The Need for Community

Last night, my daughter called me and said that a boy who attended her old highschool had taken his life. She was classmates with the boy’s brother and knew the family quite well. She said, “Dad, I just need to talk this out”. All I could do was listen and think of the nightmare that family must be going through. I also thought about and reached out to the school, offering the only thing I could, which was prayer. This was/is a time for grieving. It is also a time for community.

Just prior to this information, my wife and I were in a small group meeting that is associated with our church. We received information that a young girl of 7 years old (associated with members of our group) was diagnosed with cancer and would be undergoing daily chemotherapy for 6 weeks. She was the oldest child of 3.

Both of these situations stabbed me in the heart. As a dad, I have no greater fear than the loss or potential loss of a child. I would never want to have the arrogance to say that I remotely understand this type of pain. I realize that several of my readers have been through this. I have no words to offer. I only can describe a pain in my chest when I hear about such things. 

I do understand 2 things when it comes to suffering. The first is that there is a strength that can be drawn from a person’s faith. I cannot describe it more than a sense of peace. I have seen it take place in the face of many tragedies and can tell you that it is real. Many people may doubt the legitimacy of faith. However, when you are in agony, most people will grab a hold of anything that works. Faith in God has been the only constant that I have ever witnessed that truly works.

If faith were peanut butter, I would proclaim community to be the jelly. Community is the second part of the equation that seems to play a significant role in the area of comfort and encouragement. Sadly, while many dads may have faith, we are somewhat lone wolves when it comes to community. We hate the feeling of vulnerability, yet desperately seek to ease our suffering. Many times this gets in the way of healing. This is why we say we are “fine” or nothing at all.

When we allow it, community can be the tool combined with faith to pull us through. It keeps us from shutting down and burying all our hurt and fear. I’m still trying to learn this lesson. I find it difficult to rely on others. When my mother passed away, two of my sisters talked about my strength. Apparently I was a “rock” during that time. However, nothing could have been farther from the truth. I was hurt, lost, and hated the world. Everything got “darker” for me. My mother was very kind and gentle. She symbolized what was good walking around on earth. I didn’t want to let people see me hurting. I also missed out on many expressions of love and encouragement.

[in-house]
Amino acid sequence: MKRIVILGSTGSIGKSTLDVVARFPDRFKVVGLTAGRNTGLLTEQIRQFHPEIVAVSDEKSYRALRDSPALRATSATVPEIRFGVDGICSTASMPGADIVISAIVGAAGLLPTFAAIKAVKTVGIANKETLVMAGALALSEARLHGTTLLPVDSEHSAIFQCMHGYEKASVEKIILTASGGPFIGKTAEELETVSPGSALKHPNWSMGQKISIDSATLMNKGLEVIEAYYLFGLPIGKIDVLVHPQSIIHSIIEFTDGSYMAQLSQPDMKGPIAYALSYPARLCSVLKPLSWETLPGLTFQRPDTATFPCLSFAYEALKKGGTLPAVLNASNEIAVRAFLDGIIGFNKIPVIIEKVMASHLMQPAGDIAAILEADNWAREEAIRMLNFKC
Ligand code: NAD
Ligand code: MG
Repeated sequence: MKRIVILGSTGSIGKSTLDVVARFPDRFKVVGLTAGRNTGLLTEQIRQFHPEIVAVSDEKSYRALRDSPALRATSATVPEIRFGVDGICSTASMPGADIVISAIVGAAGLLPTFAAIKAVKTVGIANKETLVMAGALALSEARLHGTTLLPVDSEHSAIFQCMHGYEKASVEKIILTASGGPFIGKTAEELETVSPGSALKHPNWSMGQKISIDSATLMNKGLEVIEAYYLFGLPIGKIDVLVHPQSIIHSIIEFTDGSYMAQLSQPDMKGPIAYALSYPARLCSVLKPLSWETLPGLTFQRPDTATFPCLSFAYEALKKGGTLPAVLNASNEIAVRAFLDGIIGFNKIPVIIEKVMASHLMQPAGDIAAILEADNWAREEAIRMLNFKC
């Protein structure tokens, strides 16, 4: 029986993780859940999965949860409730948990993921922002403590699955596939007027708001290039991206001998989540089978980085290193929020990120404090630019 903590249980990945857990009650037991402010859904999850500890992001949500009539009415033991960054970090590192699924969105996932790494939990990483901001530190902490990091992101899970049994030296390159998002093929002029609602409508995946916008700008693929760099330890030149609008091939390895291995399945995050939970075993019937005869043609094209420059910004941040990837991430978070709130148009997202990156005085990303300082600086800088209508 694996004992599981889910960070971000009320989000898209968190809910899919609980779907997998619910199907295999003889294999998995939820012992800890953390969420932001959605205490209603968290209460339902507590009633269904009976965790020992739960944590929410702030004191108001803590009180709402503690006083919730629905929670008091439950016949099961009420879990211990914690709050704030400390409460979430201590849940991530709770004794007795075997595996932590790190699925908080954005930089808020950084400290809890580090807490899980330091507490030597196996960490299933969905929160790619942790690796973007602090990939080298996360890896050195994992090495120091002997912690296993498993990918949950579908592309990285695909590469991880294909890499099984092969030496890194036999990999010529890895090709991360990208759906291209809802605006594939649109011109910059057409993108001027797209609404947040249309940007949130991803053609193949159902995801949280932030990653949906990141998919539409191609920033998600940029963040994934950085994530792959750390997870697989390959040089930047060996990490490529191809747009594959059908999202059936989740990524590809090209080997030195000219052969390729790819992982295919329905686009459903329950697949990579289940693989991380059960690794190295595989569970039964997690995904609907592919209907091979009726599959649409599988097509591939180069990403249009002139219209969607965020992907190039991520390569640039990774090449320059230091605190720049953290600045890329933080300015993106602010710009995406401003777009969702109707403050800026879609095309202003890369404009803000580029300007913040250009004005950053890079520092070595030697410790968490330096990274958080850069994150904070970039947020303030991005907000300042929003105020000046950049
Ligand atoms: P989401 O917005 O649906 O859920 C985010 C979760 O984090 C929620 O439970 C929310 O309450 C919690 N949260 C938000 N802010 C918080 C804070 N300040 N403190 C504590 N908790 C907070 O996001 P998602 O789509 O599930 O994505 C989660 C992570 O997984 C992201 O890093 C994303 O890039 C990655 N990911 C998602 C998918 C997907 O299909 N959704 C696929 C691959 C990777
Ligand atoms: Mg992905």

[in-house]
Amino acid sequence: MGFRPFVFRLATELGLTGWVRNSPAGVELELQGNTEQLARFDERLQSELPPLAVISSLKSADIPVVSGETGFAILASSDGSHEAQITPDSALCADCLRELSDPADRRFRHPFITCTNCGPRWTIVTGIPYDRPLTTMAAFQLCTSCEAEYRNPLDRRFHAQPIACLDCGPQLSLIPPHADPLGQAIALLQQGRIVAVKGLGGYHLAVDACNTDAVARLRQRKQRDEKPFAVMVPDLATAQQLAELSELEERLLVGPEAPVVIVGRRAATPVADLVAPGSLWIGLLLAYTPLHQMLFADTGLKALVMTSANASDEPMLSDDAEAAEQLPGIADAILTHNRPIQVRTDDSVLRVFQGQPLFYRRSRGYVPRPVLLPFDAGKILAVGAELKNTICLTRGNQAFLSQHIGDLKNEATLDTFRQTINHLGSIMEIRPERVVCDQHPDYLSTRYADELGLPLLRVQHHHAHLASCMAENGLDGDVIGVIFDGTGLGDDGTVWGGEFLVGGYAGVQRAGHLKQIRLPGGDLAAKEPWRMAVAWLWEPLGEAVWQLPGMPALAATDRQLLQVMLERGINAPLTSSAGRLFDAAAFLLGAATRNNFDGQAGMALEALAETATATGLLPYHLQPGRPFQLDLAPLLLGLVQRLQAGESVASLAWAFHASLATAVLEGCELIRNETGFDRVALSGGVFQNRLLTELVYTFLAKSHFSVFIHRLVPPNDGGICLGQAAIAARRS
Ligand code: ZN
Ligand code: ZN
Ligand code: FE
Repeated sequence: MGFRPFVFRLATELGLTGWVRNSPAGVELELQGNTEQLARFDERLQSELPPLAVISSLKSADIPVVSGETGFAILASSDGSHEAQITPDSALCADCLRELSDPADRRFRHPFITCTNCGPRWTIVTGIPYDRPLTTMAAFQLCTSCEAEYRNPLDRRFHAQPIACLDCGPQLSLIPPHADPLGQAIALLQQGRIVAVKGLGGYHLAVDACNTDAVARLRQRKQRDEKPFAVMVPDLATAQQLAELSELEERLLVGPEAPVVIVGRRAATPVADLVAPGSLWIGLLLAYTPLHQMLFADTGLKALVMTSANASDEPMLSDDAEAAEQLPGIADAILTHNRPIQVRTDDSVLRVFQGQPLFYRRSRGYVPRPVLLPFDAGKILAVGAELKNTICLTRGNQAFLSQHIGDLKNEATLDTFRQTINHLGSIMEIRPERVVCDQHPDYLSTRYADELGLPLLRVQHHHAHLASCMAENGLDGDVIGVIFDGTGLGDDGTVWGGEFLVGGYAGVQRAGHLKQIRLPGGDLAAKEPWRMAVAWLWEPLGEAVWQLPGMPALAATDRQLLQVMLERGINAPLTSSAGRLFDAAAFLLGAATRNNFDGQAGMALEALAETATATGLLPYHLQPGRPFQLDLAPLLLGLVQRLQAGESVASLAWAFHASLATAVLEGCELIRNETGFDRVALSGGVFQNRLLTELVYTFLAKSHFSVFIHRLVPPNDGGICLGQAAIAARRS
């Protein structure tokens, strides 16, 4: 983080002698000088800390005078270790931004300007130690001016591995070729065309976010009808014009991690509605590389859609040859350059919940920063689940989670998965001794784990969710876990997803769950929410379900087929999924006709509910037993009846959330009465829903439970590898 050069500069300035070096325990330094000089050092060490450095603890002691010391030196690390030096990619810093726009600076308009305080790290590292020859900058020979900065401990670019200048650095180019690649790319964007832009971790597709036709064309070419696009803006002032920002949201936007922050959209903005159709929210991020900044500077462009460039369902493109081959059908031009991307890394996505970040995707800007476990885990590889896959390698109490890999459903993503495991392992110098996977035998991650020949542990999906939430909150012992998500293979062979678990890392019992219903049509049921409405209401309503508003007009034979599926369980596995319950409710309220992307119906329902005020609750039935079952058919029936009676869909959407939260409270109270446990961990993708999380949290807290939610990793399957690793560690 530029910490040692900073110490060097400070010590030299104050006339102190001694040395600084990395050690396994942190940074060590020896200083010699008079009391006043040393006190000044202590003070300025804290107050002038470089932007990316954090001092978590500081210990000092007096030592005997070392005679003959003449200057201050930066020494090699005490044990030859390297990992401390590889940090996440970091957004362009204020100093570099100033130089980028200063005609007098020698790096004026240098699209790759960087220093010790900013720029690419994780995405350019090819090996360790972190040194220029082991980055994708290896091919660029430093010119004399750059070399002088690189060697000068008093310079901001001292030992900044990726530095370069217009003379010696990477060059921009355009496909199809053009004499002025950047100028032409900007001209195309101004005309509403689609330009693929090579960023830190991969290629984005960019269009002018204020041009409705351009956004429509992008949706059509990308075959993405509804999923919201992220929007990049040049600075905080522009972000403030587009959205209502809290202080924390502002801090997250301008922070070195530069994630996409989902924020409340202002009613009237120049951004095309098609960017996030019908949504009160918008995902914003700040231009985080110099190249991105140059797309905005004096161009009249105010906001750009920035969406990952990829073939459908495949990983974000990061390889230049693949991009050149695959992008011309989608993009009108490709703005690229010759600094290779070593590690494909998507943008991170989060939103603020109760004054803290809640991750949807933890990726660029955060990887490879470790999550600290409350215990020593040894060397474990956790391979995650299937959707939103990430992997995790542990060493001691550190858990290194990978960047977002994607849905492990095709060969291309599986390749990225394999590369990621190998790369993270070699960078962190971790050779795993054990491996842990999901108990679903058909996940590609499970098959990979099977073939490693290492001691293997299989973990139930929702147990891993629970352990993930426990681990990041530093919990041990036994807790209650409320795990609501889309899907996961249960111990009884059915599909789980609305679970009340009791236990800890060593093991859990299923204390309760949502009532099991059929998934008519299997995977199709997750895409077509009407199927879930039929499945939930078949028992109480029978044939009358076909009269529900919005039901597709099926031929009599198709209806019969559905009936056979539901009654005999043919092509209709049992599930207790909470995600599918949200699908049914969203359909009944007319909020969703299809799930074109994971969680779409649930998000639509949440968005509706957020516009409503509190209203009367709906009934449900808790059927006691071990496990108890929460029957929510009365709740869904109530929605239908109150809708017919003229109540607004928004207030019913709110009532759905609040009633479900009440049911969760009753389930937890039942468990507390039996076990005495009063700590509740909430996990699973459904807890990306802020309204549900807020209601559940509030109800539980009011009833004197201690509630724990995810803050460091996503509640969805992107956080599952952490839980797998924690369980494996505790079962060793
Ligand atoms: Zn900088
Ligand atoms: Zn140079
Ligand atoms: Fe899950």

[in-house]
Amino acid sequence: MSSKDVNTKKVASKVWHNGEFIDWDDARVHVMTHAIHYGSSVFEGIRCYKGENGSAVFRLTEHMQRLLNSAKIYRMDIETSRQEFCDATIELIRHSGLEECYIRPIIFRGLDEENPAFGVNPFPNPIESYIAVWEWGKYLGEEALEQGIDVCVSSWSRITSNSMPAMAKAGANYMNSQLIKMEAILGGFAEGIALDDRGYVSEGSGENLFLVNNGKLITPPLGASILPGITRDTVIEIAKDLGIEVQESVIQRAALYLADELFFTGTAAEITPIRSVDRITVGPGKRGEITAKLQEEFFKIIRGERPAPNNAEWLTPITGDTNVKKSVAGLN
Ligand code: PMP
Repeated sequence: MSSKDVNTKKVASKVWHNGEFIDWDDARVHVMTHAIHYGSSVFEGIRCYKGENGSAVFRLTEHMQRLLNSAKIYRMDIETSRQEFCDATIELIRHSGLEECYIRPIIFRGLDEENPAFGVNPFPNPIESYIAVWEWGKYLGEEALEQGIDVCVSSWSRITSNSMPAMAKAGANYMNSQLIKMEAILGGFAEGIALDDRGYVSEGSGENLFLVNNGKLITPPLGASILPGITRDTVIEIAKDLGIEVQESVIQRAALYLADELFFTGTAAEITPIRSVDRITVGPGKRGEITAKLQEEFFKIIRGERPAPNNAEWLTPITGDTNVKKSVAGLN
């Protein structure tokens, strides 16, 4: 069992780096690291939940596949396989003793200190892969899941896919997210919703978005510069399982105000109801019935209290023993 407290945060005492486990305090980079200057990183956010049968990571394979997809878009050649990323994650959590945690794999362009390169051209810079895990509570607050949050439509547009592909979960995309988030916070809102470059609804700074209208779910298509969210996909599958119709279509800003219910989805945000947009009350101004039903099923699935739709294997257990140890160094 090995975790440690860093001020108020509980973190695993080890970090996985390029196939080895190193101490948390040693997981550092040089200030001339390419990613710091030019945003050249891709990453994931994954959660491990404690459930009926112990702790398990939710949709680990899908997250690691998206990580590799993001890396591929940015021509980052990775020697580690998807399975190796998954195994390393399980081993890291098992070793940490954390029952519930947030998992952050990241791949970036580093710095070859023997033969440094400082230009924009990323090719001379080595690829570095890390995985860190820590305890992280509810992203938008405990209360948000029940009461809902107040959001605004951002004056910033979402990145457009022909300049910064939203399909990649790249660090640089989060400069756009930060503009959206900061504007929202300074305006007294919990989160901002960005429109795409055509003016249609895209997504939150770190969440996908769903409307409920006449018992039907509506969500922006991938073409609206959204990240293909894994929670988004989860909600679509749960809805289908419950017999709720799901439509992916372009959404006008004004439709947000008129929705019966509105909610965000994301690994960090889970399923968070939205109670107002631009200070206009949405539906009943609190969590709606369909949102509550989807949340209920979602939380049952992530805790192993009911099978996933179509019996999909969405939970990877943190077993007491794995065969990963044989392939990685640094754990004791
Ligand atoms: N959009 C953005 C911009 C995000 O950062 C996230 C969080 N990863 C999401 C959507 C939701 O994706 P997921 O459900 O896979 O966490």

Although I did heal with time. It took a lot longer for me than maybe it should have. I have faith but did not want people “taking care of me”. The loss or suffering of a child is a situation that I would dread far more. For me, all I know is that to be alone would not be good. That being said, I strongly believe in the ability of those that care for us to be a huge foundation coupled with faith. God made us with the intent of “doing community”. When the church was established they took care of each other (see Acts). They needed each other. Today, many churches struggle to meet the needs coupled with the problem that people bury their weakness and pain.

With a fear of intruding, being uncomfortable, or lacking courage, we can miss the opportunity to be a part of the care and healing for others. Many times we don’t know what to say or do. Sometimes we can even feel like our mere presence is an intrusion. It can be difficult to get in the trenches. However, when we do, it sets an example for our children. It teaches them to serve others as well as sends the message that it is okay to receive help. This could help them greatly in the years to come.

Both in the Old and New Testaments, it says that God will never leave us nor forsake (abandon) us. As I have said in other posts, sometimes the most powerful thing you can do is to “be there”. Show your kids how to serve. Let them know that it is okay to be served in a time of need. Be the best dad possible.

Deacon

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